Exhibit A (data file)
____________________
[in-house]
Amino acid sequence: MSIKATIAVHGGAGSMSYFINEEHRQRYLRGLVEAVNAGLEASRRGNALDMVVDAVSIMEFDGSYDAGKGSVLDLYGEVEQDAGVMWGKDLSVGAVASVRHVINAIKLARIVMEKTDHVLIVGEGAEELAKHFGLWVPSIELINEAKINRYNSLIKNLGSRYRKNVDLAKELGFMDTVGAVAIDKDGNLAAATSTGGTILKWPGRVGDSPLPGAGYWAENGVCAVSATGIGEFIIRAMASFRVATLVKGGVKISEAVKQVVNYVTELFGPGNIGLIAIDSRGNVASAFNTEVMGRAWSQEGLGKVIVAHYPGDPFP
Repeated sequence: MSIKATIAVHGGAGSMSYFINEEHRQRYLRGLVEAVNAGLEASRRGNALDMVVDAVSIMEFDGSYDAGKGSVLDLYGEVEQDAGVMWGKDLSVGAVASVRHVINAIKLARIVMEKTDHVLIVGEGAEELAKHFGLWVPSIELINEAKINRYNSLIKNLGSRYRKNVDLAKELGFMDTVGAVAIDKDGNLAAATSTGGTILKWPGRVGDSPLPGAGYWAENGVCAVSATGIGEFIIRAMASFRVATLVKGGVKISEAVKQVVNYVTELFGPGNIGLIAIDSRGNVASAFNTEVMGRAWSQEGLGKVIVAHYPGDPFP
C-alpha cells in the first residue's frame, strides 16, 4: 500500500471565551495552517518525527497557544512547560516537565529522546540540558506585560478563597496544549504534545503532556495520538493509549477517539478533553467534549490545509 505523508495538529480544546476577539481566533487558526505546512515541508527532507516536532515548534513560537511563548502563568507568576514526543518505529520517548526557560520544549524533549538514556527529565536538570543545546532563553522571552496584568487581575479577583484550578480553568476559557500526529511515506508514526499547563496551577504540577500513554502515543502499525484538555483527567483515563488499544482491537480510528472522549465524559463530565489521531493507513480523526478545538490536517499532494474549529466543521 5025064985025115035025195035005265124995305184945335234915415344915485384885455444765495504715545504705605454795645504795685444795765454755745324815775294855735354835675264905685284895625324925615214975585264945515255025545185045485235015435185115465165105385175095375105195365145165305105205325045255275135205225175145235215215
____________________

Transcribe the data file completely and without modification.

[in-house]
Amino acid sequence: MSIKATIAVHGGAGSMSYFINEEHRQRYLRGLVEAVNAGLEASRRGNALDMVVDAVSIMEFDGSYDAGKGSVLDLYGEVEQDAGVMWGKDLSVGAVASVRHVINAIKLARIVMEKTDHVLIVGEGAEELAKHFGLWVPSIELINEAKINRYNSLIKNLGSRYRKNVDLAKELGFMDTVGAVAIDKDGNLAAATSTGGTILKWPGRVGDSPLPGAGYWAENGVCAVSATGIGEFIIRAMASFRVATLVKGGVKISEAVKQVVNYVTELFGPGNIGLIAIDSRGNVASAFNTEVMGRAWSQEGLGKVIVAHYPGDPFP
Repeated sequence: MSIKATIAVHGGAGSMSYFINEEHRQRYLRGLVEAVNAGLEASRRGNALDMVVDAVSIMEFDGSYDAGKGSVLDLYGEVEQDAGVMWGKDLSVGAVASVRHVINAIKLARIVMEKTDHVLIVGEGAEELAKHFGLWVPSIELINEAKINRYNSLIKNLGSRYRKNVDLAKELGFMDTVGAVAIDKDGNLAAATSTGGTILKWPGRVGDSPLPGAGYWAENGVCAVSATGIGEFIIRAMASFRVATLVKGGVKISEAVKQVVNYVTELFGPGNIGLIAIDSRGNVASAFNTEVMGRAWSQEGLGKVIVAHYPGDPFP
C-alpha cells in the first residue's frame, strides 16, 4: 500500500471565551495552517518525527497557544512547560516537565529522546540540558506585560478563597496544549504534545503532556495520538493509549477517539478533553467534549490545509 505523508495538529480544546476577539481566533487558526505546512515541508527532507516536532515548534513560537511563548502563568507568576514526543518505529520517548526557560520544549524533549538514556527529565536538570543545546532563553522571552496584568487581575479577583484550578480553568476559557500526529511515506508514526499547563496551577504540577500513554502515543502499525484538555483527567483515563488499544482491537480510528472522549465524559463530565489521531493507513480523526478545538490536517499532494474549529466543521 5025064985025115035025195035005265124995305184945335234915415344915485384885455444765495504715545504705605454795645504795685444795765454755745324815775294855735354835675264905685284895625324925615214975585264945515255025545185045485235015435185115465165105385175095375105195365145165305105205325045255275135205225175145235215215